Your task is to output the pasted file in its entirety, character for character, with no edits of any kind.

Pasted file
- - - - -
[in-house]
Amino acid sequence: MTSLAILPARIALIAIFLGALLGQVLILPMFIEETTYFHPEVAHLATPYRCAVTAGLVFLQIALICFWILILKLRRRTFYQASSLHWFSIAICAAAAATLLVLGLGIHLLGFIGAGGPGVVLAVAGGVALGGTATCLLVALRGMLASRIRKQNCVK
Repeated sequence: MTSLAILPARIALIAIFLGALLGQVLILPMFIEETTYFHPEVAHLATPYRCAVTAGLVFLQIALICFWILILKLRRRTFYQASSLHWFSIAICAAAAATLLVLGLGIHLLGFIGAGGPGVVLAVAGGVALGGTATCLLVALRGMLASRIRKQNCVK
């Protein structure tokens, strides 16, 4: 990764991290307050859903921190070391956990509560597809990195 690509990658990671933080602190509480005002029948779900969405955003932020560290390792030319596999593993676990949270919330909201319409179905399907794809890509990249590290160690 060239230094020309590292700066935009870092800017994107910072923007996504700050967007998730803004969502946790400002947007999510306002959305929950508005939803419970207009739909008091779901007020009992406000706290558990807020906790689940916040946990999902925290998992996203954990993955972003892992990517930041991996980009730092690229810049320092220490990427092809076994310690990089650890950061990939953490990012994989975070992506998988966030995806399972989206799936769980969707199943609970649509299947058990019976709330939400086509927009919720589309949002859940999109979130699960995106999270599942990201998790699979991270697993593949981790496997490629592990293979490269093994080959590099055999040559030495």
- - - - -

[in-house]
Amino acid sequence: MTSLAILPARIALIAIFLGALLGQVLILPMFIEETTYFHPEVAHLATPYRCAVTAGLVFLQIALICFWILILKLRRRTFYQASSLHWFSIAICAAAAATLLVLGLGIHLLGFIGAGGPGVVLAVAGGVALGGTATCLLVALRGMLASRIRKQNCVK
Repeated sequence: MTSLAILPARIALIAIFLGALLGQVLILPMFIEETTYFHPEVAHLATPYRCAVTAGLVFLQIALICFWILILKLRRRTFYQASSLHWFSIAICAAAAATLLVLGLGIHLLGFIGAGGPGVVLAVAGGVALGGTATCLLVALRGMLASRIRKQNCVK
């Protein structure tokens, strides 16, 4: 990764991290307050859903921190070391956990509560597809990195 690509990658990671933080602190509480005002029948779900969405955003932020560290390792030319596999593993676990949270919330909201319409179905399907794809890509990249590290160690 060239230094020309590292700066935009870092800017994107910072923007996504700050967007998730803004969502946790400002947007999510306002959305929950508005939803419970207009739909008091779901007020009992406000706290558990807020906790689940916040946990999902925290998992996203954990993955972003892992990517930041991996980009730092690229810049320092220490990427092809076994310690990089650890950061990939953490990012994989975070992506998988966030995806399972989206799936769980969707199943609970649509299947058990019976709330939400086509927009919720589309949002859940999109979130699960995106999270599942990201998790699979991270697993593949981790496997490629592990293979490269093994080959590099055999040559030495």